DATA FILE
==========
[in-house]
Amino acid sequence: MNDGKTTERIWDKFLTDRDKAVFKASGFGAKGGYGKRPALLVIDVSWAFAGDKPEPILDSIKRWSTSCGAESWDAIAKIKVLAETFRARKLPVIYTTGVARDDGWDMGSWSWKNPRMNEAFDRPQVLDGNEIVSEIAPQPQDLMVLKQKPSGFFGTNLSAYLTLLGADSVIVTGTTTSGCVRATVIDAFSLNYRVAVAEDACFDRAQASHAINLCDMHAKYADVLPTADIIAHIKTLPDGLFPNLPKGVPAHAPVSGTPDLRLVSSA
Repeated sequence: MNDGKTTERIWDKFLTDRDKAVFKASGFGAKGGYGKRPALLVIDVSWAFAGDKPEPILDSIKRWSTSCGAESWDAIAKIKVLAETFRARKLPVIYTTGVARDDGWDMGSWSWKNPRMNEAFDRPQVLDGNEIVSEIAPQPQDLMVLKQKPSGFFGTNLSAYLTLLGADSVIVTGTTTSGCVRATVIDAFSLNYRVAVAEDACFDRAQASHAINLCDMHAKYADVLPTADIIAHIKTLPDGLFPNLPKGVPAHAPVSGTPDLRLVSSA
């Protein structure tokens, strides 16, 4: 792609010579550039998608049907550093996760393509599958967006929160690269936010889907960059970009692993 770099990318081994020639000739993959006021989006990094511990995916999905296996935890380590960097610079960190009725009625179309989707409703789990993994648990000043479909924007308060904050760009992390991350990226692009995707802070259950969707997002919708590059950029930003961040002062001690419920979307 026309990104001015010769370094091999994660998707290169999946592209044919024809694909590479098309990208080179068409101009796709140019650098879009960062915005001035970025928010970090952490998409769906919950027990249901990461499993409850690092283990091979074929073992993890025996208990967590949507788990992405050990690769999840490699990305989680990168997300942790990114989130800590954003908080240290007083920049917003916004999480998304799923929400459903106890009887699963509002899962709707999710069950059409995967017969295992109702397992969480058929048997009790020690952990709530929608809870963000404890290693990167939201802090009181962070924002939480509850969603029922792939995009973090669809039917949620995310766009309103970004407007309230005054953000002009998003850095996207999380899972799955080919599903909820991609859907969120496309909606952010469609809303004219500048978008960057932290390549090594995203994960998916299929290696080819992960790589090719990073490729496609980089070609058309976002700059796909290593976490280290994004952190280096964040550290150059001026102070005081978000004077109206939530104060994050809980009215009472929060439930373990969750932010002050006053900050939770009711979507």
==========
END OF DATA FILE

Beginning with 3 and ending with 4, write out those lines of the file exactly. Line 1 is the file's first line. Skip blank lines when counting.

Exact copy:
Repeated sequence: MNDGKTTERIWDKFLTDRDKAVFKASGFGAKGGYGKRPALLVIDVSWAFAGDKPEPILDSIKRWSTSCGAESWDAIAKIKVLAETFRARKLPVIYTTGVARDDGWDMGSWSWKNPRMNEAFDRPQVLDGNEIVSEIAPQPQDLMVLKQKPSGFFGTNLSAYLTLLGADSVIVTGTTTSGCVRATVIDAFSLNYRVAVAEDACFDRAQASHAINLCDMHAKYADVLPTADIIAHIKTLPDGLFPNLPKGVPAHAPVSGTPDLRLVSSA
């Protein structure tokens, strides 16, 4: 792609010579550039998608049907550093996760393509599958967006929160690269936010889907960059970009692993 770099990318081994020639000739993959006021989006990094511990995916999905296996935890380590960097610079960190009725009625179309989707409703789990993994648990000043479909924007308060904050760009992390991350990226692009995707802070259950969707997002919708590059950029930003961040002062001690419920979307 026309990104001015010769370094091999994660998707290169999946592209044919024809694909590479098309990208080179068409101009796709140019650098879009960062915005001035970025928010970090952490998409769906919950027990249901990461499993409850690092283990091979074929073992993890025996208990967590949507788990992405050990690769999840490699990305989680990168997300942790990114989130800590954003908080240290007083920049917003916004999480998304799923929400459903106890009887699963509002899962709707999710069950059409995967017969295992109702397992969480058929048997009790020690952990709530929608809870963000404890290693990167939201802090009181962070924002939480509850969603029922792939995009973090669809039917949620995310766009309103970004407007309230005054953000002009998003850095996207999380899972799955080919599903909820991609859907969120496309909606952010469609809303004219500048978008960057932290390549090594995203994960998916299929290696080819992960790589090719990073490729496609980089070609058309976002700059796909290593976490280290994004952190280096964040550290150059001026102070005081978000004077109206939530104060994050809980009215009472929060439930373990969750932010002050006053900050939770009711979507």